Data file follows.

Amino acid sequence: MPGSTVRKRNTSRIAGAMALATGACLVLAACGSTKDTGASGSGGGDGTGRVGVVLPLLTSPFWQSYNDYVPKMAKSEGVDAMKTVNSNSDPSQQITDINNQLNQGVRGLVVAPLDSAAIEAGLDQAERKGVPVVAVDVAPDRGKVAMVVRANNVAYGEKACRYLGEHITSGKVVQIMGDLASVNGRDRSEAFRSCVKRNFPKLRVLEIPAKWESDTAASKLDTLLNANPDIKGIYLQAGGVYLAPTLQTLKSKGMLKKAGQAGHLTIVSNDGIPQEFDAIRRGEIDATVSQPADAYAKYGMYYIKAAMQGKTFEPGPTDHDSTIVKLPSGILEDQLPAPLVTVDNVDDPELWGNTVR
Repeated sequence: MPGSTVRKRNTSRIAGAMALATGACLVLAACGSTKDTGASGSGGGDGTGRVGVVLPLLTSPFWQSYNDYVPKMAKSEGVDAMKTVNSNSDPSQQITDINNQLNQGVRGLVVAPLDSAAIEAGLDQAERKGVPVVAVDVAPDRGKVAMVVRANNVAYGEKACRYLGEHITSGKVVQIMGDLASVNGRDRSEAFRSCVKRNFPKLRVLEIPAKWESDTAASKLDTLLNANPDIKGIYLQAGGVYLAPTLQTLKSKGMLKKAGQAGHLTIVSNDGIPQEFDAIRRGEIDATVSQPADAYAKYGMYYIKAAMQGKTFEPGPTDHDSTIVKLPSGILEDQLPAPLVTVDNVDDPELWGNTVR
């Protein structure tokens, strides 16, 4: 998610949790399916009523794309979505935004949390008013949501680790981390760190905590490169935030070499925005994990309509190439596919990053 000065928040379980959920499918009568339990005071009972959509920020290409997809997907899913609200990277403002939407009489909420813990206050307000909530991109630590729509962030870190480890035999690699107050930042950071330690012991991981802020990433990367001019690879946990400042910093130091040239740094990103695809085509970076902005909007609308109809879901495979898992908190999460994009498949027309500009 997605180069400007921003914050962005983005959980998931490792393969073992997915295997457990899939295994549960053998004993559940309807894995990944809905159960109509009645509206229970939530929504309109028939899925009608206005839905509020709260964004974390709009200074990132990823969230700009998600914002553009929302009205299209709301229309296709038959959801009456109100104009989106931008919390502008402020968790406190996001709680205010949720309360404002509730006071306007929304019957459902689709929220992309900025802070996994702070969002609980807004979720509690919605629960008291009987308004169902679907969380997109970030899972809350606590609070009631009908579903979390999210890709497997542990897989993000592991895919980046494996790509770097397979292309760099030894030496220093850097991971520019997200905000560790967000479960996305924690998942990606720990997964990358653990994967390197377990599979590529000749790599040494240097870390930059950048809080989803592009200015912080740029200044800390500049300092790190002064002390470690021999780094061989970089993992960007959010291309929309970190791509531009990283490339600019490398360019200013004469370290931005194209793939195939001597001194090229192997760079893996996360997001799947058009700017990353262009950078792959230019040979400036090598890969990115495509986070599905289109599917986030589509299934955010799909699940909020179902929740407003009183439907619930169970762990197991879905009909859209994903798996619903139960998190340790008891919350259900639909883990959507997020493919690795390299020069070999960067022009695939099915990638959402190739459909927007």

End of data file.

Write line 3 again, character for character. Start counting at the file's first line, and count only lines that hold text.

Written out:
């Protein structure tokens, strides 16, 4: 998610949790399916009523794309979505935004949390008013949501680790981390760190905590490169935030070499925005994990309509190439596919990053 000065928040379980959920499918009568339990005071009972959509920020290409997809997907899913609200990277403002939407009489909420813990206050307000909530991109630590729509962030870190480890035999690699107050930042950071330690012991991981802020990433990367001019690879946990400042910093130091040239740094990103695809085509970076902005909007609308109809879901495979898992908190999460994009498949027309500009 997605180069400007921003914050962005983005959980998931490792393969073992997915295997457990899939295994549960053998004993559940309807894995990944809905159960109509009645509206229970939530929504309109028939899925009608206005839905509020709260964004974390709009200074990132990823969230700009998600914002553009929302009205299209709301229309296709038959959801009456109100104009989106931008919390502008402020968790406190996001709680205010949720309360404002509730006071306007929304019957459902689709929220992309900025802070996994702070969002609980807004979720509690919605629960008291009987308004169902679907969380997109970030899972809350606590609070009631009908579903979390999210890709497997542990897989993000592991895919980046494996790509770097397979292309760099030894030496220093850097991971520019997200905000560790967000479960996305924690998942990606720990997964990358653990994967390197377990599979590529000749790599040494240097870390930059950048809080989803592009200015912080740029200044800390500049300092790190002064002390470690021999780094061989970089993992960007959010291309929309970190791509531009990283490339600019490398360019200013004469370290931005194209793939195939001597001194090229192997760079893996996360997001799947058009700017990353262009950078792959230019040979400036090598890969990115495509986070599905289109599917986030589509299934955010799909699940909020179902929740407003009183439907619930169970762990197991879905009909859209994903798996619903139960998190340790008891919350259900639909883990959507997020493919690795390299020069070999960067022009695939099915990638959402190739459909927007």